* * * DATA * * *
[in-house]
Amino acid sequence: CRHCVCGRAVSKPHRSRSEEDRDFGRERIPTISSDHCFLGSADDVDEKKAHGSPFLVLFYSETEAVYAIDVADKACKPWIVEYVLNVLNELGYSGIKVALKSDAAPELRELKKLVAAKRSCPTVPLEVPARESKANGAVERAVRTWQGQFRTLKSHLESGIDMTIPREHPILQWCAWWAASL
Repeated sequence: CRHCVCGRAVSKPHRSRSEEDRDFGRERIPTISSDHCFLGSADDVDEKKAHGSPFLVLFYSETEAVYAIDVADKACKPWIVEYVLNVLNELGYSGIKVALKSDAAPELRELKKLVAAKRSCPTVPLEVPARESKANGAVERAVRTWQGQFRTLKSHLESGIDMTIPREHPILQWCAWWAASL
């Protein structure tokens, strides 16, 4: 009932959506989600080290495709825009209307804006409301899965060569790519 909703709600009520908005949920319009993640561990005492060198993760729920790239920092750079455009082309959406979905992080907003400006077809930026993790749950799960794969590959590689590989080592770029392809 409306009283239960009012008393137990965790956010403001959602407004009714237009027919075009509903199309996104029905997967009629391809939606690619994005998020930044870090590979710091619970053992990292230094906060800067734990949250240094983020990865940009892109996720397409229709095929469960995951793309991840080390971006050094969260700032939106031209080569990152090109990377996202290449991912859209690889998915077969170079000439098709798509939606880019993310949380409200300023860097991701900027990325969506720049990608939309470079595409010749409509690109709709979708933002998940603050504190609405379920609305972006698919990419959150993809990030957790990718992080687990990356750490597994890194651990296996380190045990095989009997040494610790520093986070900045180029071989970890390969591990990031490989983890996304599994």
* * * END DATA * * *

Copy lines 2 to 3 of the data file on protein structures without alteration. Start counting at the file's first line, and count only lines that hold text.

Amino acid sequence: CRHCVCGRAVSKPHRSRSEEDRDFGRERIPTISSDHCFLGSADDVDEKKAHGSPFLVLFYSETEAVYAIDVADKACKPWIVEYVLNVLNELGYSGIKVALKSDAAPELRELKKLVAAKRSCPTVPLEVPARESKANGAVERAVRTWQGQFRTLKSHLESGIDMTIPREHPILQWCAWWAASL
Repeated sequence: CRHCVCGRAVSKPHRSRSEEDRDFGRERIPTISSDHCFLGSADDVDEKKAHGSPFLVLFYSETEAVYAIDVADKACKPWIVEYVLNVLNELGYSGIKVALKSDAAPELRELKKLVAAKRSCPTVPLEVPARESKANGAVERAVRTWQGQFRTLKSHLESGIDMTIPREHPILQWCAWWAASL